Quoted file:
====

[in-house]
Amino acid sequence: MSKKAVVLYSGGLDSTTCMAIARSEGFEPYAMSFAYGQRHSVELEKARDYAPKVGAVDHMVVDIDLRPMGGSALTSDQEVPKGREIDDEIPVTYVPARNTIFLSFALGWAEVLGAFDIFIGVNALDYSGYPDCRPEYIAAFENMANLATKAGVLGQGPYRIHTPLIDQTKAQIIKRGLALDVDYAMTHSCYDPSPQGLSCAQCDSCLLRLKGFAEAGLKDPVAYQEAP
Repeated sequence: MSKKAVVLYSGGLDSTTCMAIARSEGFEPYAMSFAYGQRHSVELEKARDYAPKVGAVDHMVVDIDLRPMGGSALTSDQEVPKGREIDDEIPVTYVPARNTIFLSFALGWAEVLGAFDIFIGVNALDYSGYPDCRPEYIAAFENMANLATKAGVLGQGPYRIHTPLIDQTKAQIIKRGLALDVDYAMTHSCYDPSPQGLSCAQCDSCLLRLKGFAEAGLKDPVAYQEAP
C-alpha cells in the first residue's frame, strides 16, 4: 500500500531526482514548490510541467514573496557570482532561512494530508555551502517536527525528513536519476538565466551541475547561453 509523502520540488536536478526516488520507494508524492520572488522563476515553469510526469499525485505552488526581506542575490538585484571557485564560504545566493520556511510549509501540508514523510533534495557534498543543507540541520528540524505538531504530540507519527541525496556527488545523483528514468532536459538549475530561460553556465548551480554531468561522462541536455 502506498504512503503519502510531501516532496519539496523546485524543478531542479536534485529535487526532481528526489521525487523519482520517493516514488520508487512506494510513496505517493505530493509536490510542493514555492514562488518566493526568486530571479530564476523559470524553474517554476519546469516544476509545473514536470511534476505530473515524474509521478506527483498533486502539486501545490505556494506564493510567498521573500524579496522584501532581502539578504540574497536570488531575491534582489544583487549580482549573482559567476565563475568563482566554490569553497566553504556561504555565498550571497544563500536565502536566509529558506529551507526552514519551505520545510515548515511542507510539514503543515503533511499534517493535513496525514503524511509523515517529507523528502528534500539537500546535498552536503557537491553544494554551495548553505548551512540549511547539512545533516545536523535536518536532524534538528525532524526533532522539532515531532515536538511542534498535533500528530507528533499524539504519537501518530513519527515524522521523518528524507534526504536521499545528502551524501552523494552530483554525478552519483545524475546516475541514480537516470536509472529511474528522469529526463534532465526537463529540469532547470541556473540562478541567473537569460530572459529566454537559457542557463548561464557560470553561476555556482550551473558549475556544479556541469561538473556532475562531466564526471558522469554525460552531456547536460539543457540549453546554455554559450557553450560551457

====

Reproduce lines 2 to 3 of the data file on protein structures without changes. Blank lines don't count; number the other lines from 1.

Amino acid sequence: MSKKAVVLYSGGLDSTTCMAIARSEGFEPYAMSFAYGQRHSVELEKARDYAPKVGAVDHMVVDIDLRPMGGSALTSDQEVPKGREIDDEIPVTYVPARNTIFLSFALGWAEVLGAFDIFIGVNALDYSGYPDCRPEYIAAFENMANLATKAGVLGQGPYRIHTPLIDQTKAQIIKRGLALDVDYAMTHSCYDPSPQGLSCAQCDSCLLRLKGFAEAGLKDPVAYQEAP
Repeated sequence: MSKKAVVLYSGGLDSTTCMAIARSEGFEPYAMSFAYGQRHSVELEKARDYAPKVGAVDHMVVDIDLRPMGGSALTSDQEVPKGREIDDEIPVTYVPARNTIFLSFALGWAEVLGAFDIFIGVNALDYSGYPDCRPEYIAAFENMANLATKAGVLGQGPYRIHTPLIDQTKAQIIKRGLALDVDYAMTHSCYDPSPQGLSCAQCDSCLLRLKGFAEAGLKDPVAYQEAP